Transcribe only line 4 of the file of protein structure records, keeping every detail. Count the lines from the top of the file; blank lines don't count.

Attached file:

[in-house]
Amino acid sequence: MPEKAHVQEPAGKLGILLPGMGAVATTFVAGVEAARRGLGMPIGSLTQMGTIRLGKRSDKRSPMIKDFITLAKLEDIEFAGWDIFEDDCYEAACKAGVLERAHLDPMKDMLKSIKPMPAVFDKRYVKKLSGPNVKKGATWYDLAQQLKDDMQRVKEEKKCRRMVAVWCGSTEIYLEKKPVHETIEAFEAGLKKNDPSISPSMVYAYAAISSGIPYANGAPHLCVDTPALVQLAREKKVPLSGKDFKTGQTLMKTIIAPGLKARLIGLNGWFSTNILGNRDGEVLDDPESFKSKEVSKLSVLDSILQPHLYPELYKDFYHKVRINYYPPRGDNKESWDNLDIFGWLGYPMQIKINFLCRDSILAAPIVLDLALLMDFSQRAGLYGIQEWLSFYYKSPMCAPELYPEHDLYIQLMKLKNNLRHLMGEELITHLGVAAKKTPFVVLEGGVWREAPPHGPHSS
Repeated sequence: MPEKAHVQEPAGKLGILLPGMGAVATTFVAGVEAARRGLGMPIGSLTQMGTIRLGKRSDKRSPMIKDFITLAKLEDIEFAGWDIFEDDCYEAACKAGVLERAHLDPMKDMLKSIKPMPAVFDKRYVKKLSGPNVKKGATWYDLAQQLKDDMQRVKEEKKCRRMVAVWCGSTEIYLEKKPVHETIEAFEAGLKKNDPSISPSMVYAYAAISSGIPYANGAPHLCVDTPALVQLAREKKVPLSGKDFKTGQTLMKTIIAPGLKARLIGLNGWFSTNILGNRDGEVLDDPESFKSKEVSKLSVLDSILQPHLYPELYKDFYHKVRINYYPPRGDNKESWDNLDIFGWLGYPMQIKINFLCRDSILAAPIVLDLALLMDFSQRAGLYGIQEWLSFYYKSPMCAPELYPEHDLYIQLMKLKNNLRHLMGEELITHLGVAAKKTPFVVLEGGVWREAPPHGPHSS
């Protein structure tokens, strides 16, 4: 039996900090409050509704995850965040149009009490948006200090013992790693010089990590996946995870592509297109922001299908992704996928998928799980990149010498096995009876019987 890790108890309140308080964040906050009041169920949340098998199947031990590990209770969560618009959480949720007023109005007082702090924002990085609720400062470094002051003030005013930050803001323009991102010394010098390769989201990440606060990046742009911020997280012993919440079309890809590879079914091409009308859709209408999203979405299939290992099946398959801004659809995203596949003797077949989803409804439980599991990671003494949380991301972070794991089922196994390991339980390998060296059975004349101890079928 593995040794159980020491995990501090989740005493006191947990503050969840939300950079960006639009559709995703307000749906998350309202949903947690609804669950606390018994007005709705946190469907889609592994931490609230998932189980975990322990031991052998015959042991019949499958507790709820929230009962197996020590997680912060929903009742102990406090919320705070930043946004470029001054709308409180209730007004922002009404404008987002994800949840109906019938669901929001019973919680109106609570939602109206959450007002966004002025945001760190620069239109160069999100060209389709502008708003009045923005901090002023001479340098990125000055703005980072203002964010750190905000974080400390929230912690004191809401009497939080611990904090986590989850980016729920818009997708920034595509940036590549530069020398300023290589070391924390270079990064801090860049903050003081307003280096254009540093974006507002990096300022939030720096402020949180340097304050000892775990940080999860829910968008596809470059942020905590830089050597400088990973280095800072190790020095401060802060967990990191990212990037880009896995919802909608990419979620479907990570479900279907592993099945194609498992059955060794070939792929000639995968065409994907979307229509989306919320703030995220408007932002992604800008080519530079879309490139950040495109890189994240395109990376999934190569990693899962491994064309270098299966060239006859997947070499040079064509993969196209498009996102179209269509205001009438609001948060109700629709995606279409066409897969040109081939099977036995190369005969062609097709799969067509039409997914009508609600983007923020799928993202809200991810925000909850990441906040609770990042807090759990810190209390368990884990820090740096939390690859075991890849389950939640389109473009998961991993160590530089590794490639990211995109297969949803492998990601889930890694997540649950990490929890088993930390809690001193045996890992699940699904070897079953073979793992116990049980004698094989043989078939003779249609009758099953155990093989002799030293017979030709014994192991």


């Protein structure tokens, strides 16, 4: 039996900090409050509704995850965040149009009490948006200090013992790693010089990590996946995870592509297109922001299908992704996928998928799980990149010498096995009876019987 890790108890309140308080964040906050009041169920949340098998199947031990590990209770969560618009959480949720007023109005007082702090924002990085609720400062470094002051003030005013930050803001323009991102010394010098390769989201990440606060990046742009911020997280012993919440079309890809590879079914091409009308859709209408999203979405299939290992099946398959801004659809995203596949003797077949989803409804439980599991990671003494949380991301972070794991089922196994390991339980390998060296059975004349101890079928 593995040794159980020491995990501090989740005493006191947990503050969840939300950079960006639009559709995703307000749906998350309202949903947690609804669950606390018994007005709705946190469907889609592994931490609230998932189980975990322990031991052998015959042991019949499958507790709820929230009962197996020590997680912060929903009742102990406090919320705070930043946004470029001054709308409180209730007004922002009404404008987002994800949840109906019938669901929001019973919680109106609570939602109206959450007002966004002025945001760190620069239109160069999100060209389709502008708003009045923005901090002023001479340098990125000055703005980072203002964010750190905000974080400390929230912690004191809401009497939080611990904090986590989850980016729920818009997708920034595509940036590549530069020398300023290589070391924390270079990064801090860049903050003081307003280096254009540093974006507002990096300022939030720096402020949180340097304050000892775990940080999860829910968008596809470059942020905590830089050597400088990973280095800072190790020095401060802060967990990191990212990037880009896995919802909608990419979620479907990570479900279907592993099945194609498992059955060794070939792929000639995968065409994907979307229509989306919320703030995220408007932002992604800008080519530079879309490139950040495109890189994240395109990376999934190569990693899962491994064309270098299966060239006859997947070499040079064509993969196209498009996102179209269509205001009438609001948060109700629709995606279409066409897969040109081939099977036995190369005969062609097709799969067509039409997914009508609600983007923020799928993202809200991810925000909850990441906040609770990042807090759990810190209390368990884990820090740096939390690859075991890849389950939640389109473009998961991993160590530089590794490639990211995109297969949803492998990601889930890694997540649950990490929890088993930390809690001193045996890992699940699904070897079953073979793992116990049980004698094989043989078939003779249609009758099953155990093989002799030293017979030709014994192991």